Veteran outdoorsmen: a wealth of know-how
Posted: August 28th, 2013 by Bill Dance
As rugged old (well, speaking for myself, I guess) outdoor folks, we all like to think that we could “survive” if thrown into the wilderness, and maybe we could. But the reality is most likely that few of us could (and even fewer want to) survive like TV’s Survivor Man.
Technology is great, don’t get me wrong, even if it can be very humbling. (Heck, I thought I was catching nearly every fish out there, until modern age electronics came along!)
There thousands of outdoor skills or tricks of the trade that the famed “old timers” in our hunting and fishing camps know, and probably take for granted. The sad thing is that someday this information may be lost simply because technology (a new gadget or gizmo) has taken the need away in the name of convenience.
And somewhere in the rush for new-and-improved, our judgment of what makes a good outdoorsmen seems to have become blurred. It’s become easy to think or assume that someone is a good outdoorsman simply because he has all the high-tech toys that are supposed make things easier, and that’s not true.
Sometimes the guy shooting a multi-thousand-dollar shotgun is humbled by a fellow with single-shot; or a guy on the bank catches a 10-pounder while being watched by another from a high-tech bass rig.
High-tech is not the end all. But then too, I am not going to lie to you and curse it either. I’d much rather use my latest and greatest gadget, but isn’t it nice to know, if you have to, you can still catch a fish or two with out ”em, if you had to.
There is–minus the technology–a lot of basic, old-time woodsmanship out there (knot-tying, tent pitching, camp cooking, sign reading and countless other hunting and fishing tips and tricks). Most likely such know-how is riding around in the head of a senior someone who learned it because he had to back in the “good old days.”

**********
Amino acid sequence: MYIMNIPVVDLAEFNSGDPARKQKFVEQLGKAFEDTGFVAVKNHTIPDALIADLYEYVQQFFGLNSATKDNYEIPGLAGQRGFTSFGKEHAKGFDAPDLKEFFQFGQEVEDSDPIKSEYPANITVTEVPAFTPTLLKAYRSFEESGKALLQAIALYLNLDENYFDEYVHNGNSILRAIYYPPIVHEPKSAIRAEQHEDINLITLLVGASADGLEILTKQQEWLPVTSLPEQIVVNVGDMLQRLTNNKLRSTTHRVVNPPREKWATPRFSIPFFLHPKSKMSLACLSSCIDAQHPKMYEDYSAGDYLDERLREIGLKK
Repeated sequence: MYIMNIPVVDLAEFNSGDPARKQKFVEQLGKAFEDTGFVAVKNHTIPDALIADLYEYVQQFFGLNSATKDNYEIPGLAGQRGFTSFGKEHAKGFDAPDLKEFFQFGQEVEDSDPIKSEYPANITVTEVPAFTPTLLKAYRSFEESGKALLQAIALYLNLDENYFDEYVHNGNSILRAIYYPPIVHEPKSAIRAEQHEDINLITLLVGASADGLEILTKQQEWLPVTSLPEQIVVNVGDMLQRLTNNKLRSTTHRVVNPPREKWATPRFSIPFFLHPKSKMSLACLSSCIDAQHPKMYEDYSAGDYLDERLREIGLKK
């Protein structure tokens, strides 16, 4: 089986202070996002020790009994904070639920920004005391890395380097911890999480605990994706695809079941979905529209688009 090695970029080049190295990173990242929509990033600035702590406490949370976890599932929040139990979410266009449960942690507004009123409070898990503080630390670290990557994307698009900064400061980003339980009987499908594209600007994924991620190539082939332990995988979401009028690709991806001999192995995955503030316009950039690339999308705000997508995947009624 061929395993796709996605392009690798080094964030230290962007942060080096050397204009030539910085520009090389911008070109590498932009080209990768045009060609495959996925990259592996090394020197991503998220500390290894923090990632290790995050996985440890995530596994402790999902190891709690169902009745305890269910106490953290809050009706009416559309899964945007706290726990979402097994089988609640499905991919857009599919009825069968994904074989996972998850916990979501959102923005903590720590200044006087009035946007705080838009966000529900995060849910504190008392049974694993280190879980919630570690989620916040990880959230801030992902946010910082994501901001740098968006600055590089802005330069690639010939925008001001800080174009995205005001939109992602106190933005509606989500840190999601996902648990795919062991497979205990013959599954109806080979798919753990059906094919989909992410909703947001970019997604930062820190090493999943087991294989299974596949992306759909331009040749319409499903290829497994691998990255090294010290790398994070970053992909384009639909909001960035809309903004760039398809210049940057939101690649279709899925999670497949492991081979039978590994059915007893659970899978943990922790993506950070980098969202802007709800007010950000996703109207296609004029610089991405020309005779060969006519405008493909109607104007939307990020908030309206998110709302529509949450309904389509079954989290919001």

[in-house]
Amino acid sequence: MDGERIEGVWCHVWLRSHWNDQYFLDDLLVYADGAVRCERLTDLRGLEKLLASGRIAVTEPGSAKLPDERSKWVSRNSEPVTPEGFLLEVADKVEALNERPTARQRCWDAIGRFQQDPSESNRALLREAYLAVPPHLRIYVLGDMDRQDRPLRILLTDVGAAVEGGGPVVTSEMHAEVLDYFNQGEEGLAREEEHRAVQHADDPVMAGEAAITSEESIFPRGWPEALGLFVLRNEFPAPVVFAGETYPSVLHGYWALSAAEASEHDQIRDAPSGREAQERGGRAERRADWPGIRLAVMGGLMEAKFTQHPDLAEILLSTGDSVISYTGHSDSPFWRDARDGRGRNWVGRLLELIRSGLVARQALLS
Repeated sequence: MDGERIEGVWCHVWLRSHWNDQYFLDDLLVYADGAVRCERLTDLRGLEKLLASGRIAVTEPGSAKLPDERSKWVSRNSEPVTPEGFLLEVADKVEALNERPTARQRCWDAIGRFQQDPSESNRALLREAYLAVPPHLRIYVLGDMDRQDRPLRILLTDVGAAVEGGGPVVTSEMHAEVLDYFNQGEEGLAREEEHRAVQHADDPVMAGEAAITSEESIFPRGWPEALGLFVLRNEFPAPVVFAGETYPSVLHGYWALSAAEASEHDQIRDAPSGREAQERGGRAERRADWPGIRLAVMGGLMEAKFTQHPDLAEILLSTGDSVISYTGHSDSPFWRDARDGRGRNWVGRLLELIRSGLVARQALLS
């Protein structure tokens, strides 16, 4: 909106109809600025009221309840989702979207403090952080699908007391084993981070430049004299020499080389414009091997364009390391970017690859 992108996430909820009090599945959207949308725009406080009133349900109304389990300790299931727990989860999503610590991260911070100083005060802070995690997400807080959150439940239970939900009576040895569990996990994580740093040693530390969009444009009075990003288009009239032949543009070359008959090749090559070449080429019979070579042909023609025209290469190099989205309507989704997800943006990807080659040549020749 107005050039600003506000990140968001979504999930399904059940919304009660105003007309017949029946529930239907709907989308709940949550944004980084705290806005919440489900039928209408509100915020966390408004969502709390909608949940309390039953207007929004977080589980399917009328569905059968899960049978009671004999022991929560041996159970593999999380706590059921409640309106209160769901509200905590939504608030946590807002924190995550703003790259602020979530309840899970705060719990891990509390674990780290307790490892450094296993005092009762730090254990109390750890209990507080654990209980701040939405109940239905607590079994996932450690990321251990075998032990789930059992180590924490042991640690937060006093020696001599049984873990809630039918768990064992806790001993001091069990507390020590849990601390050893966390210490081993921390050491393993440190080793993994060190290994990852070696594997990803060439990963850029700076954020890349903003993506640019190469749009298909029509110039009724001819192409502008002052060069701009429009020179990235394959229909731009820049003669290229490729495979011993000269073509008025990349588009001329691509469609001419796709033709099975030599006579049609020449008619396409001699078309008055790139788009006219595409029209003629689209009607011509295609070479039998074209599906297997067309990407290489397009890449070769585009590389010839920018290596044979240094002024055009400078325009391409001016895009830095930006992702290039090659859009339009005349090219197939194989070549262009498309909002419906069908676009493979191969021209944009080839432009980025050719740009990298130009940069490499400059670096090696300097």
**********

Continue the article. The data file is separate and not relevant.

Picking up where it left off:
The old saying about pages being ripped from the history pages of life every time an old person dies is very true.
It falls into the same old sad and familiar quote: “You know? So-and-So used to know how to do that,” or worse, “There’s nobody left around here that knows how to do that, and as far as I know, no where you can go to learn.”
It is true, Death often takes needed knowledge, and who knows? It may be knowledge we could (or even should) have kept, if only we’d taken the time to ask or listen.
And this know-how doesn’t have to be the most complex things in the outdoor world. It can be the simple tips like: quick repairs fot fishing tackle, or how to sharpen a knife, relieve insect bites or a particular way to fry crappie.
It’s all something to think about. And the next time you go to hunting or fishing camp, you might want to try and pick the brains of the elder outdoorsmen residing in your school or herd. Listen for things that are nice to know if ever the need arises.
Who knows? Maybe the old timers will cooperate and let you in on some old-time tricks of the trade, or maybe they’ll just tell you some outlandish outdoor tale.
But don’t worry if the latter is the case. A good outdoor yarn is also something worth stretching… from one generation to the next.
As always, catch one for me!
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